Posted inMusic

Ad Hoc String Quartet

Ad Hoc String Quartet The Ad Hoc String Quartet has been around for only six years, but it’s already earned admiration as an energetic supporter of local composers. At this recital–the latest in an irregular series, hence the foursome’s name–the Ad Hoc takes up the causes of Robert Kritz and Kimo Williams, whose String Quintet […]

Posted inArts & Culture

The Physicists

The Physicists, A Red Orchid Theatre. Like his contemporary Max Frisch, Friedrich Durrenmatt possessed the love of geometry and profound fear for mankind possible only in one well acquainted with scientific laws. Though Tom Stoppard has explored mathematics more inventively in Travesties and Arcadia, a chilling apocalyptic undercurrent flows through this absurdist tragedy, set in […]

Posted inArts & Culture

Inferiority Complex

Mrs. Klein at the Royal George Theatre Center By Adam Langer The curtain call tells the story. After the lights fade on the final scene of Nicholas Wright’s sometimes engaging but often drearily mechanical drama, Amy Wright steps forward meekly. Wright–who plays Paula, a young, troubled psychoanalyst desperate for the attention of famed Viennese analyst […]

Posted inArts & Culture

On Stage: pet project

Dozens of dogs, cats, and other animals watched and listened while their owners sat onstage with them and told stories about how they met. It was the open-mike portion of last year’s Holiday Bar-K, an annual cabaret-style event at Randolph Street Gallery that includes videos, performances, and a consultation with a pet psychologist. Remarkably, “there […]

Posted inNews & Politics

Reader to Reader

Not one to get sucked into cardinal-mania downtown, I couldn’t help but admire the homegrown shrine that sprouted on the steps of Cardinal Bernardin’s North State Parkway mansion. Passing it in a car during a gray afternoon, I was cheered by the bright colors of the store-bought frosted glass candles and the single metallic balloon […]

Posted inNews & Politics

Protect the Children

It is unfortunate that the author of your November 8 article “Sins of the Mother” is blinded by the same assumptions that prevent our child welfare system from keeping children safe. She describes the travails of Denise, a mother of two young DCFS wards. Denise has a history of failing to feed her children, leaving […]

Posted inArts & Culture

Bobby Baker

British painter turned sculptor, performance artist, and mother of two, Bobby Baker uses the raw materials of domesticity–shopping carts, plastic bags, powdered sugar–as weapons in her witty, subversive performances. Poking holes in our notions of gender and value, she asks what divides housework from “real” work, domestic life from artistic life. In How to Shop, […]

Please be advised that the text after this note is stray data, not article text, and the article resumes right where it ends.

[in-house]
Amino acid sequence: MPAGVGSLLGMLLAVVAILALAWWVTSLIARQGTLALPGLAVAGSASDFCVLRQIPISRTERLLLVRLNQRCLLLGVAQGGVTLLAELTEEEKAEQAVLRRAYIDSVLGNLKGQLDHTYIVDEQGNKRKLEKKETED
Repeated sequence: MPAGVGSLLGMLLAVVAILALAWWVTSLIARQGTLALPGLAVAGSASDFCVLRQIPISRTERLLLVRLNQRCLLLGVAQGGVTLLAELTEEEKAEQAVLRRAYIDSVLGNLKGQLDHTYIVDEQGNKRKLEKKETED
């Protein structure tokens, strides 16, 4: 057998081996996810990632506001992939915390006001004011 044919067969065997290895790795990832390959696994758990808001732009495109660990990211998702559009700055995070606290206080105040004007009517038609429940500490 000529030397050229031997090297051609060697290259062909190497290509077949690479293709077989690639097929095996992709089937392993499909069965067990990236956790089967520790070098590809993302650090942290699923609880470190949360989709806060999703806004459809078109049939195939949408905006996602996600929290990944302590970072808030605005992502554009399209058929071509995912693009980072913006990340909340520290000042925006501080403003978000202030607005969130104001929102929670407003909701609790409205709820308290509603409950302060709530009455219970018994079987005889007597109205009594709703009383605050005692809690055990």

Posted inColumns & Opinion

Savage Love

Hey, Faggot: I’m a single straight woman in my late 20s, and I’d like to be in a relationship. Oh, yeah: I’m also a virgin. From my teenage years through early adulthood, abstaining from sex wasn’t a big deal for me. I wasn’t ready for it, and I wanted to wait until I was in […]

Posted inFilm

Love on the Borderline

At the center of this thoughtful, remarkably insouciant coming-of-age drama by the young French up-and-comer Catherine Corsini is Marc, a nice-looking teenager unsure of his sexuality and frustrated with his stifling provincial existence. When his promiscuous yet good-hearted older half sister Viviane returns after a long absence on the road, she becomes the object of […]

Posted inMusic

Pierre Boulez

Pierre Boulez By now Pierre Boulez’s annual residence with the Chicago Symphony Orchestra is an eagerly awaited event, an opportunity to hear treasures from the 20th-century trove interpreted by one of its most influential and clearheaded promoters. In the next four weeks, the indefatigable Boulez, who’s scaled back his composing in favor of conducting, will […]

Posted inNews & Politics

Sports Section

It was a cold and dreary November afternoon, the sort that puts one in mind of Thanksgiving Day football: muddy fields and messy uniforms, players like Alex Karras and Dick Butkus, Mike Lucci and Doug Buffone, Charlie Sanders and Walter Payton, Mel Gray and Mike Singletary. Something between rain and snow was falling, a sort […]

Posted inArts & Culture

Pericles, Pince of Tyre

PERICLES, Prince of Tyre, Greasy Joan & Company, at Facets Multimedia International Performance Studio. Shakespeare’s late romance breathlessly and with only fitful eloquence charts the misadventures of the young and very embattled prince of Tyre. But unlike the similarly themed Cymbeline and The Winter’s Tale, there’s little magic or urgency in this 1608 potboiler; understandably, […]

Posted inMusic


CHAVEZ It’s a wonder to encounter a band that manages to be striking without doing much that you’d call innovative. New York’s Chavez–a foursome of indie-rock vets–blends well-worn elements from a variety of rock styles into a cohesive, engaging whole. On the new Ride the Fader (Matador), singer-guitarist Matt Sweeney (ex-Skunk), guitarist Clay Tarver (ex-Bullet […]

Posted inMusic

Spot Check

Church Key 11/29, Phyllis’ Musical Inn Ex-God’s Acre singer-guitarist Peter Houpt contributes the most–and the most heartrending–songs to this local country-rock sextet’s debut, Evet’s Cafe (Loose Booty). Here’s hoping his emotional healing is accompanied by the further coalescing of the band’s promising instrumentation, which includes pedal steel, accordion, mandolin, and fiddle. Republica 11/29, Metro British […]